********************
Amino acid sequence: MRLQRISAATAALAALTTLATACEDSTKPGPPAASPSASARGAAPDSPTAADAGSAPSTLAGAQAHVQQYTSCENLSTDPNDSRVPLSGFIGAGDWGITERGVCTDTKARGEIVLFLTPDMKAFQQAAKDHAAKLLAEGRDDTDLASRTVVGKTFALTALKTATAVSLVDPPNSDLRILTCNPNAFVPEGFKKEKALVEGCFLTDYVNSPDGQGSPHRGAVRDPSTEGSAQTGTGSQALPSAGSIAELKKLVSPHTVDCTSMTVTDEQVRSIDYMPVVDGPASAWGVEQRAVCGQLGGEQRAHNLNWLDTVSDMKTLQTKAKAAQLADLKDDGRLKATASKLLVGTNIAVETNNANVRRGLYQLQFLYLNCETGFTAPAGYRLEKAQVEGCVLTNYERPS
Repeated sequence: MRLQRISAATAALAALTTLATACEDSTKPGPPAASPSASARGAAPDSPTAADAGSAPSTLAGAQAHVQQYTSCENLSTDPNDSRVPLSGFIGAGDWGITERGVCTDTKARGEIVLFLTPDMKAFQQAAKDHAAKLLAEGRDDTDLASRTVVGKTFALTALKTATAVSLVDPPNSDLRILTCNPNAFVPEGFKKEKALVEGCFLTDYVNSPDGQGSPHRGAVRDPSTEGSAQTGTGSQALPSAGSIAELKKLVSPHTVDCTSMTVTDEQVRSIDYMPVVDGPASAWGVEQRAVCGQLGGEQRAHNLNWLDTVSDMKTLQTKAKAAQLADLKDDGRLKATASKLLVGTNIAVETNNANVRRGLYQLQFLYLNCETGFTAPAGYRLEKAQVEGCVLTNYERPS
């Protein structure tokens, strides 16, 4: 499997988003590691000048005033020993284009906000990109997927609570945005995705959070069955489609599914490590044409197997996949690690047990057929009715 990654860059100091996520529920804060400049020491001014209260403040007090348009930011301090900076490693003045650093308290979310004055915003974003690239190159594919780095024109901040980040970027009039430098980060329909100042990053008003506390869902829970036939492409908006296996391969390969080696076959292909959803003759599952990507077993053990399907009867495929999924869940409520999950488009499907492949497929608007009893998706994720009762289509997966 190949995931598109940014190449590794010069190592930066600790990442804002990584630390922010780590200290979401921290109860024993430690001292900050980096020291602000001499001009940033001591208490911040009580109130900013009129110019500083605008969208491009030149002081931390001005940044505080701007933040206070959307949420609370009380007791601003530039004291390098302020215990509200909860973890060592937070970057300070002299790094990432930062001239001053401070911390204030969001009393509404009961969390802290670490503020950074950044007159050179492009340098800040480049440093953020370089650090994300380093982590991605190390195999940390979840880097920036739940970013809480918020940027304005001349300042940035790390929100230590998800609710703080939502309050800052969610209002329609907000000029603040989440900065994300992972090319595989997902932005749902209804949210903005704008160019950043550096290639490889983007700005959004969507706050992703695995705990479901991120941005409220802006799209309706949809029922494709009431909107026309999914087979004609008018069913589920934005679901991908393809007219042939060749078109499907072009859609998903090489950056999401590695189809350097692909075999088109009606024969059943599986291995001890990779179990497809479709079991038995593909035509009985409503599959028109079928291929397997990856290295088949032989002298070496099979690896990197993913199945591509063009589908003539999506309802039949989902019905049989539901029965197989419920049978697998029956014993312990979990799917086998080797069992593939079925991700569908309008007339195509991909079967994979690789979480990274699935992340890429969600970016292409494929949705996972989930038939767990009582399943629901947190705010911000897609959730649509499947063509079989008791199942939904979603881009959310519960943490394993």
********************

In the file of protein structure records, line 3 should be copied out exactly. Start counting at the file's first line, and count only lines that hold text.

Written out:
């Protein structure tokens, strides 16, 4: 499997988003590691000048005033020993284009906000990109997927609570945005995705959070069955489609599914490590044409197997996949690690047990057929009715 990654860059100091996520529920804060400049020491001014209260403040007090348009930011301090900076490693003045650093308290979310004055915003974003690239190159594919780095024109901040980040970027009039430098980060329909100042990053008003506390869902829970036939492409908006296996391969390969080696076959292909959803003759599952990507077993053990399907009867495929999924869940409520999950488009499907492949497929608007009893998706994720009762289509997966 190949995931598109940014190449590794010069190592930066600790990442804002990584630390922010780590200290979401921290109860024993430690001292900050980096020291602000001499001009940033001591208490911040009580109130900013009129110019500083605008969208491009030149002081931390001005940044505080701007933040206070959307949420609370009380007791601003530039004291390098302020215990509200909860973890060592937070970057300070002299790094990432930062001239001053401070911390204030969001009393509404009961969390802290670490503020950074950044007159050179492009340098800040480049440093953020370089650090994300380093982590991605190390195999940390979840880097920036739940970013809480918020940027304005001349300042940035790390929100230590998800609710703080939502309050800052969610209002329609907000000029603040989440900065994300992972090319595989997902932005749902209804949210903005704008160019950043550096290639490889983007700005959004969507706050992703695995705990479901991120941005409220802006799209309706949809029922494709009431909107026309999914087979004609008018069913589920934005679901991908393809007219042939060749078109499907072009859609998903090489950056999401590695189809350097692909075999088109009606024969059943599986291995001890990779179990497809479709079991038995593909035509009985409503599959028109079928291929397997990856290295088949032989002298070496099979690896990197993913199945591509063009589908003539999506309802039949989902019905049989539901029965197989419920049978697998029956014993312990979990799917086998080797069992593939079925991700569908309008007339195509991909079967994979690789979480990274699935992340890429969600970016292409494929949705996972989930038939767990009582399943629901947190705010911000897609959730649509499947063509079989008791199942939904979603881009959310519960943490394993």